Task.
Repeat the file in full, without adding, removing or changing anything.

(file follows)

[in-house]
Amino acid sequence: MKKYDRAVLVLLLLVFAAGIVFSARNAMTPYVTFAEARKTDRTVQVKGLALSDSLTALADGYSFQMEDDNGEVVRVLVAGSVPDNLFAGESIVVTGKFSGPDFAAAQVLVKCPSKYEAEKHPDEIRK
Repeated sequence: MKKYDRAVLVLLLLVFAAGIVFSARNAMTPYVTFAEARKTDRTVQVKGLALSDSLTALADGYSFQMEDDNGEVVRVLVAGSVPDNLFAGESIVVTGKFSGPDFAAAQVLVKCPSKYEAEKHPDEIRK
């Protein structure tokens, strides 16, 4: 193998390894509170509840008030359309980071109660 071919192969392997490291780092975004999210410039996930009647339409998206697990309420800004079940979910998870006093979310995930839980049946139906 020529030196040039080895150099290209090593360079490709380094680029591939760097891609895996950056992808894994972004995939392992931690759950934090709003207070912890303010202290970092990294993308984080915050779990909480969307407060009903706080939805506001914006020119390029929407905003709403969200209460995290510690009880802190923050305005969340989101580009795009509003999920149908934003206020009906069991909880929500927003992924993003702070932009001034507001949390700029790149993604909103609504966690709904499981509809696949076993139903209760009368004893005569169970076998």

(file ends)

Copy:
[in-house]
Amino acid sequence: MKKYDRAVLVLLLLVFAAGIVFSARNAMTPYVTFAEARKTDRTVQVKGLALSDSLTALADGYSFQMEDDNGEVVRVLVAGSVPDNLFAGESIVVTGKFSGPDFAAAQVLVKCPSKYEAEKHPDEIRK
Repeated sequence: MKKYDRAVLVLLLLVFAAGIVFSARNAMTPYVTFAEARKTDRTVQVKGLALSDSLTALADGYSFQMEDDNGEVVRVLVAGSVPDNLFAGESIVVTGKFSGPDFAAAQVLVKCPSKYEAEKHPDEIRK
């Protein structure tokens, strides 16, 4: 193998390894509170509840008030359309980071109660 071919192969392997490291780092975004999210410039996930009647339409998206697990309420800004079940979910998870006093979310995930839980049946139906 020529030196040039080895150099290209090593360079490709380094680029591939760097891609895996950056992808894994972004995939392992931690759950934090709003207070912890303010202290970092990294993308984080915050779990909480969307407060009903706080939805506001914006020119390029929407905003709403969200209460995290510690009880802190923050305005969340989101580009795009509003999920149908934003206020009906069991909880929500927003992924993003702070932009001034507001949390700029790149993604909103609504966690709904499981509809696949076993139903209760009368004893005569169970076998």